Total Property - Issue 2 2019
Robots, scurrying around warehouse floors carrying pallets of inventory, picking goods and packing them, are transforming the global logistics industry and the property in which it operates.
Warehouses and logistics centres are being reshaped by the modern need for speed, accuracy, cost management and difficulties in sourcing labour. The changes are set to be felt throughout the sector in properties of varying types, locations and sizes.
The surge in automation and robotics investment is being fuelled by a steady rise in online sales, expected to top US$1 trillion by 2023. In that same period, it is estimated that global spending on logistics robotics will rise from $600 million last year to $4.6 billion by 2023.
Global e-commerce behemoth Amazon has more than 100,000 robots helping to meet its fulfillment demand.
DHL's latest export barometer shows that 16 percent of New Zealand respondents generate more than 90 percent of their sales online. E-commerce shipments to Australia have soared by 46 percent in a year.
When DHL opened a new $15.3 million, 5,000m2 warehouse at Auckland airport, its entire processing was automated. High-speed reweigh machines, automated conveyor belts, overhead scanners and cameras and daylight-sensor lights were installed.
DHL can now process 2,400 shipments an hour, doubling its handling capacity. Parcels and pallets are handled only twice – once for unload and once for reload.
“It accommodates growth through enabling more shipments to be processed within a given time frame,” says DHL country manager Mark Foy. “This enables us to ramp up efficiently through peak periods and reduce resources through low periods.”
Foy says process automation improves accuracy and efficiency and allows a shift of staff focus to more value-adding work.
Robotics are also transforming racking and shelving, says John Cowan, general manager of Auckland Racking and Shelving Solutions. “It is down to the millimetre for racking, the thickness of the floor and walls. Everything has to be perfect. It is economy of scale.”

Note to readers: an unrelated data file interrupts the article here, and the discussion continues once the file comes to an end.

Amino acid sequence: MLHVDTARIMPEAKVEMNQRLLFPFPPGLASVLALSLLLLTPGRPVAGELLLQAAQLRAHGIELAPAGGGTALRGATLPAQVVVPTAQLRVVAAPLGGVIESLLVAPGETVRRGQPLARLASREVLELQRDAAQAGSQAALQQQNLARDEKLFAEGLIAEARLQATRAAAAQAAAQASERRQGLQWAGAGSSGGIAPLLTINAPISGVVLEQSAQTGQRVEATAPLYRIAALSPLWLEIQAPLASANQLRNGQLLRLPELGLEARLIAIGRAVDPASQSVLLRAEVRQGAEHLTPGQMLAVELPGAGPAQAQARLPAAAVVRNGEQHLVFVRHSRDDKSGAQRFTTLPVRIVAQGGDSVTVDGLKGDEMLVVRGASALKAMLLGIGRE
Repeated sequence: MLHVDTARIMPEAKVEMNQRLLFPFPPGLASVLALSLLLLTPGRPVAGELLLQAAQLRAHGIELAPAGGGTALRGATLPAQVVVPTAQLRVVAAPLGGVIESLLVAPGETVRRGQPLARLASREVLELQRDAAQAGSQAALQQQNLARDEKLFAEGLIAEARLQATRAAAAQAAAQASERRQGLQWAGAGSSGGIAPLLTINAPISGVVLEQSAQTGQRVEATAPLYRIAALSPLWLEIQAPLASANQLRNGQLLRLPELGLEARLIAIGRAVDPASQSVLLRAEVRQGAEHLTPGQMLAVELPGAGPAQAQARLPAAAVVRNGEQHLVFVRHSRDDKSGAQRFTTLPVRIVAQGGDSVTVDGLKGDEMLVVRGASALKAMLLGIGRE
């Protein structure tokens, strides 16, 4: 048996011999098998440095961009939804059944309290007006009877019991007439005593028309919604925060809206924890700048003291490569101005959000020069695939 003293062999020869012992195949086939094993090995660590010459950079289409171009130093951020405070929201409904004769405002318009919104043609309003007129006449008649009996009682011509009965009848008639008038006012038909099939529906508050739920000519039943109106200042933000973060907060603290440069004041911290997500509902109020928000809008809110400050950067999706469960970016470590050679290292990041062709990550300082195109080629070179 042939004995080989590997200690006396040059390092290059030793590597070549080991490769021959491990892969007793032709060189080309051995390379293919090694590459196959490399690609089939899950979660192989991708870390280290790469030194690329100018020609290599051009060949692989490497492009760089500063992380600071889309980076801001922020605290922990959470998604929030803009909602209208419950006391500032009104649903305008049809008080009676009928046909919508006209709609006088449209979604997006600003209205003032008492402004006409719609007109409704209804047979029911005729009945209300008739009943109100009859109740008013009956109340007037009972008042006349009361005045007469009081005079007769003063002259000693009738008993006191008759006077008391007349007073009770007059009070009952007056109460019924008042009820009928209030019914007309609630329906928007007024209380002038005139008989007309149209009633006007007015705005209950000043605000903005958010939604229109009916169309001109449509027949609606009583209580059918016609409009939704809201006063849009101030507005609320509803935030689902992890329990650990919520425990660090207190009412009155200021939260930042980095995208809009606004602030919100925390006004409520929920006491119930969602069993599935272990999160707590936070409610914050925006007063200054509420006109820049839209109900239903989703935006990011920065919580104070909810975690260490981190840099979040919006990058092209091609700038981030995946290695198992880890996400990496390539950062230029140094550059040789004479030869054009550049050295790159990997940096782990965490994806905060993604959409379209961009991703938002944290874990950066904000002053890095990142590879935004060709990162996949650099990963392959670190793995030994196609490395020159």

Auckland logistics and warehousing company Carroll’s is on the first rung of automation. Managing director Chris Carroll says technology has been the biggest shift in New Zealand logistics in the past decade.
“It is a labour-intensive, high-cost business and expanding is always a challenge because of where land prices have gone over the past decade.
“Technology has made it easier to run warehousing and third-party logistics.
“It’s a case of maximising the warehouse footprint the most effective way without losing access to the products and therefore efficiency,” says Carroll, whose business has invested in semi-automated forklifts which drive themselves to each location to pick product.
He believes that as labour costs rise and robotics costs fall there will be a tipping point where the business will go to robots. “That tipping point in New Zealand is probably not too far away.”
Bayleys’ national industrial and logistics director, Scott Campbell, says industrial rents are expected to rise another 3-5 percent this year as vacancy levels remain tight.
The main cause is the rise of e-commerce and food businesses, such as My Food Bag, population growth and business confidence.
“Auckland Council does not have enough industrial land zoned and the city will run out in five to seven years,” says Campbell. “There is a push further south and sheds are getting bigger because there is not enough contiguous land.”
The typical warehouse stud height is nine metres, but some owners and tenants are starting to look at stud heights of up to 30 metres.
“Everyone is looking at going higher because it’s more difficult to build outwards.”
Chris Meikle, and Joseph Bashouri of Woodhams Meikle Zhan Architects have completed a number of automated buildings for Goodman, PFI and other developers.
The fully-automated Sistema premises the firm designed at Auckland Airport won the Property Council's supreme award two years ago.
The 47,000m² factory and warehouse with 4,000m² of office space was designed to take plastic beads from silos through pipes routed to machines making plastic container products.
The size, layout, proportion and orientation of the building were determined based on Sistema’s business needs, manufacturing process and other operational requirements.
Bashouri says the routing of the pipes and the “nitty gritty” of automated production was a complicated process.
Though the uptake of technology is being led by the big players for now, the changes are set to sweep right across the industrial property sector.
Meikle and Bashouri say in the next decade picking and packing by robots will be widely adopted in New Zealand.
Campbell says that as warehouse stud heights increase, narrow-aisle racking or no-aisle racking will become common – allowing more product to be stored, boosting the value firms can extract from the floorspace.
“There will be more automation and higher stud warehouses. There is more inquiry on robots from tenants, and more businesses talking about it.”
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